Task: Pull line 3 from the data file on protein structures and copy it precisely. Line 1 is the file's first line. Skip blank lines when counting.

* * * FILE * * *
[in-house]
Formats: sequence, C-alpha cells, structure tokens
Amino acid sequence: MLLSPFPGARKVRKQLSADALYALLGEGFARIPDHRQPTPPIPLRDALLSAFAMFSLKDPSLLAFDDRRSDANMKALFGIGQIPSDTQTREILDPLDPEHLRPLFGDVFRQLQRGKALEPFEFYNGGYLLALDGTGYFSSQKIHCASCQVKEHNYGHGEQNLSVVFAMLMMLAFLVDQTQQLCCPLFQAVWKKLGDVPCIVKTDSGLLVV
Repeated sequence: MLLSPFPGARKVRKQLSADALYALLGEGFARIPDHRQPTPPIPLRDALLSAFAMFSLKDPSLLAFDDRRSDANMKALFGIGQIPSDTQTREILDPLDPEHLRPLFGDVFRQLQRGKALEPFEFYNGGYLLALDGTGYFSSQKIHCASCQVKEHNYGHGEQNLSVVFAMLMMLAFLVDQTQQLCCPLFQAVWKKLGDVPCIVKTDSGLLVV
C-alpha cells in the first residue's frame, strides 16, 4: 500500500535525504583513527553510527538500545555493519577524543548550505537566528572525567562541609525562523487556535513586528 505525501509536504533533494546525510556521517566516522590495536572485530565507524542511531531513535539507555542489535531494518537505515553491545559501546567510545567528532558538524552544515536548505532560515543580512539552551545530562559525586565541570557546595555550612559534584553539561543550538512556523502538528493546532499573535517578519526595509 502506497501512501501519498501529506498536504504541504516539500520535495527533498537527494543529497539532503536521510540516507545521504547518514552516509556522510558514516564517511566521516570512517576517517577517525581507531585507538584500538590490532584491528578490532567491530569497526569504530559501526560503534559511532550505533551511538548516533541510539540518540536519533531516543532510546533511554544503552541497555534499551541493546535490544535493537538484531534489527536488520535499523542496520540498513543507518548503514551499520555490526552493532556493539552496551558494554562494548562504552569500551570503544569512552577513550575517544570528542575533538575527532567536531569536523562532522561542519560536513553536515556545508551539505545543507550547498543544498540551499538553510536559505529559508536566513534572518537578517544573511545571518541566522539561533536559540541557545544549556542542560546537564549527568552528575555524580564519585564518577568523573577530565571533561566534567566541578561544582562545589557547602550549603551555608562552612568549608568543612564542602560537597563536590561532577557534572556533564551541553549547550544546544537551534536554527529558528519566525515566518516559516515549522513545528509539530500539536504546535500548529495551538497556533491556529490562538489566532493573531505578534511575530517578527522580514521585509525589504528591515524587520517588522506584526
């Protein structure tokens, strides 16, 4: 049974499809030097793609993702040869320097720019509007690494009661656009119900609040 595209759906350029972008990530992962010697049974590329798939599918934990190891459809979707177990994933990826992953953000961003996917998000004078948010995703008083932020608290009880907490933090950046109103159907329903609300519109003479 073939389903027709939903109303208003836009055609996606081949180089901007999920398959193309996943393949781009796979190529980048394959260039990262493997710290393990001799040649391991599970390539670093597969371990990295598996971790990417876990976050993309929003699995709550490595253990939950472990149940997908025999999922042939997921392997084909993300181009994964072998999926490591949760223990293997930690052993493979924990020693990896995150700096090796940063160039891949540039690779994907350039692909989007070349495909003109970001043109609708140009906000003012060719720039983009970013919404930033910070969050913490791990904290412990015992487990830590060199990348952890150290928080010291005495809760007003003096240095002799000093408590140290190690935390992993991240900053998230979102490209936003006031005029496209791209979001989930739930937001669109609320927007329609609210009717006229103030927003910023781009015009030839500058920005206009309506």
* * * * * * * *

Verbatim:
Amino acid sequence: MLLSPFPGARKVRKQLSADALYALLGEGFARIPDHRQPTPPIPLRDALLSAFAMFSLKDPSLLAFDDRRSDANMKALFGIGQIPSDTQTREILDPLDPEHLRPLFGDVFRQLQRGKALEPFEFYNGGYLLALDGTGYFSSQKIHCASCQVKEHNYGHGEQNLSVVFAMLMMLAFLVDQTQQLCCPLFQAVWKKLGDVPCIVKTDSGLLVV